The Georgetown University Law Center’s Street Law clinic held its 49th annual fall mock trial event for students attending Washington, D.C. public high schools Nov. 4, offering participants the opportunity to learn about the law and practice legal skills.
Under the program, students in the clinic teach a semesterlong course about basic legal principles to participating students from Washington D.C. Public Schools (DCPS). At the end of the semester, students participate in a mock trial case on a topic chosen by the course instructors.
The program allows students to learn about the legal process and develop self-esteem, according to Charisma Howell, director of the Street Law clinic.
“The real value is in the young people and seeing them accomplish something that they didn’t necessarily think that they could do,” Howell said in a phone interview with The Hoya. “It can be an incredible boost for one’s confidence. It’s a very complicated process, but they do amazing every year.”
Under the program, the law students create a lesson plan and hold classes, which last between 60 and 90 minutes and occur two or three times a week. The courses cover a wide range of subjects; however, they also help prepare students for the final mock trial competition, which takes place at the end of the semester.
Law students work to make the course materials as relevant and accessible as possible to the high school students, according to Howell.
“The law students need to bring the law to life and make it tangible,” Howell said. “It is about teaching the nuances of the law while infusing relevant examples that students are engaged and interested in.”
The classes employ a variety of teaching methods, as student instructors use different techniques to teach the high schoolers legal and public speaking skills, according to Elizabeth Choi (LAW ’22), a student coach.
“For each class, I try to incorporate several different teaching methods to accomodate the variety of ways in which students learn,” Choi wrote in an email to The Hoya. “There is usually always some type of reading, a worksheet, some writing, sometimes a video, sometimes a game, etc. One thing I almost always include is time for a classroom discussion/debate.”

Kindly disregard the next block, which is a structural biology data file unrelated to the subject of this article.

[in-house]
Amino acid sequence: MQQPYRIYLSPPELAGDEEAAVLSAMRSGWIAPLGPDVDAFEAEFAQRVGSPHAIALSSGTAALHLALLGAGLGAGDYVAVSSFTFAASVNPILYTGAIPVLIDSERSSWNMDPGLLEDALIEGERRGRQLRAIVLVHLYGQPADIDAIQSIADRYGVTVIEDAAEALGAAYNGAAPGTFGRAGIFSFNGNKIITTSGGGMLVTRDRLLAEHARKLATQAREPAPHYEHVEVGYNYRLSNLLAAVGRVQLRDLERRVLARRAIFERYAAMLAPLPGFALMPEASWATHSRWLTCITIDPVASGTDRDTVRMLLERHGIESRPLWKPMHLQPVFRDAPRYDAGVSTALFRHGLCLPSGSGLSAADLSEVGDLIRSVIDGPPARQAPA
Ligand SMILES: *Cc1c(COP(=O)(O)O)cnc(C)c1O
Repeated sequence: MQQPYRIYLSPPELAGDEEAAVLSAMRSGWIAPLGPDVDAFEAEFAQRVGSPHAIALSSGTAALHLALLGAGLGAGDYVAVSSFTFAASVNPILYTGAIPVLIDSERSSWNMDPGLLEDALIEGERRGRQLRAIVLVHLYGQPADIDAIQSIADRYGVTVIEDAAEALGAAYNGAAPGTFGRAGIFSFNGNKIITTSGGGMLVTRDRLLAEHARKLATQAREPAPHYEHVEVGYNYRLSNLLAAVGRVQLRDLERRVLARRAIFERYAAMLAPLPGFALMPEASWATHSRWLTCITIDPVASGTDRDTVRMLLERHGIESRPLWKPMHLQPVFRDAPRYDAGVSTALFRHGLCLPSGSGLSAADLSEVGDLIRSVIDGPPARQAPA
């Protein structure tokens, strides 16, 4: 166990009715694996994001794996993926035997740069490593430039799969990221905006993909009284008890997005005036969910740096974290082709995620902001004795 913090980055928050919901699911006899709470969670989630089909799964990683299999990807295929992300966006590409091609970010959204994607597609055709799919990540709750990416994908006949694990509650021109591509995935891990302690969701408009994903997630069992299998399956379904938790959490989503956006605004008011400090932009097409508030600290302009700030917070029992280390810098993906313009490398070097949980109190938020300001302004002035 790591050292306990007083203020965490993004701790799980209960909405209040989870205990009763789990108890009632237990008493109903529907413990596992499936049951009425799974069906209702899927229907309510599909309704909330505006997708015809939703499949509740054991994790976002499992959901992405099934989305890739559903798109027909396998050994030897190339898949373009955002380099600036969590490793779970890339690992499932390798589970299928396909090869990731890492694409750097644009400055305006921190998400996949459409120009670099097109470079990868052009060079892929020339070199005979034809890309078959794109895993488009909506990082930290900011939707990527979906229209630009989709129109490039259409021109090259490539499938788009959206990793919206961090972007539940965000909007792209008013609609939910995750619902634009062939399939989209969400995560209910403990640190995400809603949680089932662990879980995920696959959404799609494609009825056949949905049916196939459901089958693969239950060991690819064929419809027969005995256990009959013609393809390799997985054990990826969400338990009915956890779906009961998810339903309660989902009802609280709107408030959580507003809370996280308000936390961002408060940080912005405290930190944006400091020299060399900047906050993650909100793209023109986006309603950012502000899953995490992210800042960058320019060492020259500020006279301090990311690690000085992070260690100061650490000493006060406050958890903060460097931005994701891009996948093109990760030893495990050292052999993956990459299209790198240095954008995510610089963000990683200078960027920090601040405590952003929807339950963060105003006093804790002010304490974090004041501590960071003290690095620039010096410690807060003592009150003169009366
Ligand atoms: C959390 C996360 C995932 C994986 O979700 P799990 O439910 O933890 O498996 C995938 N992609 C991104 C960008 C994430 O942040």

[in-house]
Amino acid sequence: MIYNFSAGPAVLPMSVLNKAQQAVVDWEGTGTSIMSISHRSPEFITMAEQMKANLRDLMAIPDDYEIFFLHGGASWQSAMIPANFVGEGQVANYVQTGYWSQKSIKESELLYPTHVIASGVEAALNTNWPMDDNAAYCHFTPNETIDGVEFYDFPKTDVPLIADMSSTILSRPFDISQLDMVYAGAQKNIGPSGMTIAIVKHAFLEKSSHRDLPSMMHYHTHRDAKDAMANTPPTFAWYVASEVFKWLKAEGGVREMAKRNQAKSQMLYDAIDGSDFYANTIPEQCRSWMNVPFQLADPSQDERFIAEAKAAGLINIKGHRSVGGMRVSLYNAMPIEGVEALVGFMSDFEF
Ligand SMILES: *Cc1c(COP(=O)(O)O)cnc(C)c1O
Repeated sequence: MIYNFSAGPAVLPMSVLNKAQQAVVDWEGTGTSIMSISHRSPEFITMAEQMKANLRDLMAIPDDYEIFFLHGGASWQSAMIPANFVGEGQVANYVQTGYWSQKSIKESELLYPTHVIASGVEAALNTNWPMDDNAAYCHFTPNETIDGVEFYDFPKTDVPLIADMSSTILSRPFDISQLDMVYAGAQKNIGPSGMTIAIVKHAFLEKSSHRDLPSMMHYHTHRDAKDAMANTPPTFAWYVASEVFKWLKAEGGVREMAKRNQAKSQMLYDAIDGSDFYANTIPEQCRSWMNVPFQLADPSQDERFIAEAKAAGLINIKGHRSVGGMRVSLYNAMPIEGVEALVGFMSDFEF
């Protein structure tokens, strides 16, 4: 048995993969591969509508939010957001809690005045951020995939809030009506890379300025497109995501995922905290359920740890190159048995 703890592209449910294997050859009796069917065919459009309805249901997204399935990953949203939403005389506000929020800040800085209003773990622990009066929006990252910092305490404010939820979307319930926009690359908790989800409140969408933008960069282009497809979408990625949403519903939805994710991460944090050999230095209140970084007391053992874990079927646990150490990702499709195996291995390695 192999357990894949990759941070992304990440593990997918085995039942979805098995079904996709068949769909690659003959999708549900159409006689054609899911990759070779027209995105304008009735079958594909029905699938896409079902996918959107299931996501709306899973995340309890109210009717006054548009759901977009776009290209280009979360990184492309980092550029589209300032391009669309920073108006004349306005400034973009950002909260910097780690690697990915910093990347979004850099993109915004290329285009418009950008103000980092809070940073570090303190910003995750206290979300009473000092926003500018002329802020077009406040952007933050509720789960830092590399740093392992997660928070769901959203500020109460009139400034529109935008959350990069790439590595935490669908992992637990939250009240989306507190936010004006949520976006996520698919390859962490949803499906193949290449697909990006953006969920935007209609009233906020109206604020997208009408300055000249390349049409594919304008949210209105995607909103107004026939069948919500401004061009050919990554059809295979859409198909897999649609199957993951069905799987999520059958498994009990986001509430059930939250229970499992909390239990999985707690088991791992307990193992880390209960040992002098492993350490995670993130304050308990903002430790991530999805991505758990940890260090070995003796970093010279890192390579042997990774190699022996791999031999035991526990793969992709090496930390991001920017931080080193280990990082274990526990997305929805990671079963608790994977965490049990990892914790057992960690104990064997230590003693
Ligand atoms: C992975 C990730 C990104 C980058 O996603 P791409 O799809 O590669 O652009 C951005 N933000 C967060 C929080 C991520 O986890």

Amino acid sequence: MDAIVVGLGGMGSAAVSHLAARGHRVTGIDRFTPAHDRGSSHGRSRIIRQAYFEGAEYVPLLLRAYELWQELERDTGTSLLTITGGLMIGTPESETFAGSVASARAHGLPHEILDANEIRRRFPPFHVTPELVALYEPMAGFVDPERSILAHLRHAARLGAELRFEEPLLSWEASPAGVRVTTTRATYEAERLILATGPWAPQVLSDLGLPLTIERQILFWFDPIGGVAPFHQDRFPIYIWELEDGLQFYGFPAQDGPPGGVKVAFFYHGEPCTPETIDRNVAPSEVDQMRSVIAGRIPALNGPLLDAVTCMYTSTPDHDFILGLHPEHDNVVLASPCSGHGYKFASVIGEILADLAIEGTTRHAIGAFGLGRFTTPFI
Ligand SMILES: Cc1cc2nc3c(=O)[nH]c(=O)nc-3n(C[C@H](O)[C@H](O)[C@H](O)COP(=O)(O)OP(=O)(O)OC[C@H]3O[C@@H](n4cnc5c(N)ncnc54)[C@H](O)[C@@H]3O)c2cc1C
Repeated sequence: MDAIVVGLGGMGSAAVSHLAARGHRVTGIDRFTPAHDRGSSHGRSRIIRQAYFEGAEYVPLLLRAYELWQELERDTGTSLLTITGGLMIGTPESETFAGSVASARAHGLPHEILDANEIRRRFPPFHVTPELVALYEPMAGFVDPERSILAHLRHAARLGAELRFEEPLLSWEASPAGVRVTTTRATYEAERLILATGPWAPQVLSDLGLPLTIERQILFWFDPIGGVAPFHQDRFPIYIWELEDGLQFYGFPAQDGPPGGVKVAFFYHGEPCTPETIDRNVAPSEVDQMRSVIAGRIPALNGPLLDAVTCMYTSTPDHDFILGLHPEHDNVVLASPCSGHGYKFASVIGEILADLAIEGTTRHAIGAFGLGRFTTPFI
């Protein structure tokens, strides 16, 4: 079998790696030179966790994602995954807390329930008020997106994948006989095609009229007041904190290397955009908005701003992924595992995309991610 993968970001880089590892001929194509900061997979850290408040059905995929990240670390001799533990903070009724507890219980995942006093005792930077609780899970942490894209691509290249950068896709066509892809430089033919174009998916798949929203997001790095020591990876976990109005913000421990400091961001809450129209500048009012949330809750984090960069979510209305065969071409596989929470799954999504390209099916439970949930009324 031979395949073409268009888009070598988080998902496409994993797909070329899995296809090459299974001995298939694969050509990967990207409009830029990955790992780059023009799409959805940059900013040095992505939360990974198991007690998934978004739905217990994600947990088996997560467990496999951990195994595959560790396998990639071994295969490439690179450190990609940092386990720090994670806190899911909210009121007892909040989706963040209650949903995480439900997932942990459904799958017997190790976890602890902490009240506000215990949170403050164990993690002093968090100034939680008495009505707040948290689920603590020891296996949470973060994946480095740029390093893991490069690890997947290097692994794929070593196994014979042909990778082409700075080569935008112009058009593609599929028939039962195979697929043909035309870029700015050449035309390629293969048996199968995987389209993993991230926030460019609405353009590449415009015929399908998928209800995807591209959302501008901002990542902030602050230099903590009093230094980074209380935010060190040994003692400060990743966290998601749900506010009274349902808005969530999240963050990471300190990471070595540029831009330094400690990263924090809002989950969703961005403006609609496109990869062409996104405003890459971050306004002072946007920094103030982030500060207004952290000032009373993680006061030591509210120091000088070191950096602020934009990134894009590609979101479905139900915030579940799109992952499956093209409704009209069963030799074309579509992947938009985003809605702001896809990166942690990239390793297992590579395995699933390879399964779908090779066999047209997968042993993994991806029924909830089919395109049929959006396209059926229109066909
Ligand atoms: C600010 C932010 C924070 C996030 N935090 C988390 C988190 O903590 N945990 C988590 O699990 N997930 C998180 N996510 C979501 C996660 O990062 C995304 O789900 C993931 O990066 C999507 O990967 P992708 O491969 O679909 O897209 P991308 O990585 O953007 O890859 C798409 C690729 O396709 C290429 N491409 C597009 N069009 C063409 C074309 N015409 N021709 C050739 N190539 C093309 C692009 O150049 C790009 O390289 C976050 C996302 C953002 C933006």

At the end of the semester, the high schools participate in a mock trial to assess skills learned throughout the course. The topic of the trial changes every year, with this year’s presenting students with a case focused on human rights, according to Howell.
While preparing for the trial was stressful at times because of student absences during the COVID-19 pandemic, the experience was fulfilling for both students and teachers, according to Shelina Warren, a teacher at Dunbar High School, a DCPS school near the Mount Vernon Triangle neighborhood that won the competition.
“In my opinion, preparing for the mock trial was stressful up until the day of because of the unpredictability of student attendance due to being in a pandemic,” Warren wrote in an email to The Hoya. “It was a delight to see my students perform, some that had been struggling in various ways this semester but that rose to the occasion.”
While Georgetown Law students helped prepare students for the trial, the participants largely competed by themselves, according to Choi.
“I helped prep my students on our way to the mock trial and while we were waiting for the trial to start,” Choi wrote. “During the trial, I answered some of my students’ questions but for the most part only observed them.”
The mock trial consists of three rounds of 15 teams, and judges tally points based on various criteria, including speech and feasibility of the legal approach presented, to determine which two teams will compete in the final round, according to Howell.
Competing in the tournament and winning the trial was very exciting, according to Rakiah Willis, a junior at Dunbar high school.
“Preparing for the mock trial was definitely a great experience,” Willis wrote in a message to The Hoya. “It felt very great to win the trial. I felt a burst of excitement knowing all of our hard work paid off.”
Despite being nervous for the competition, Dunbar competitors were ready to win, according to Dunbar high school junior Jaquan Waller.
“I was nervous at first but once we went through the doors I was excited and ready to win,” Waller wrote in a message to The Hoya. “When I got there I kept telling myself that, ‘we are going to win,’ so when we finally won I was relieved and I was like, ‘I knew it was going to happen,’ but I was very happy to win.”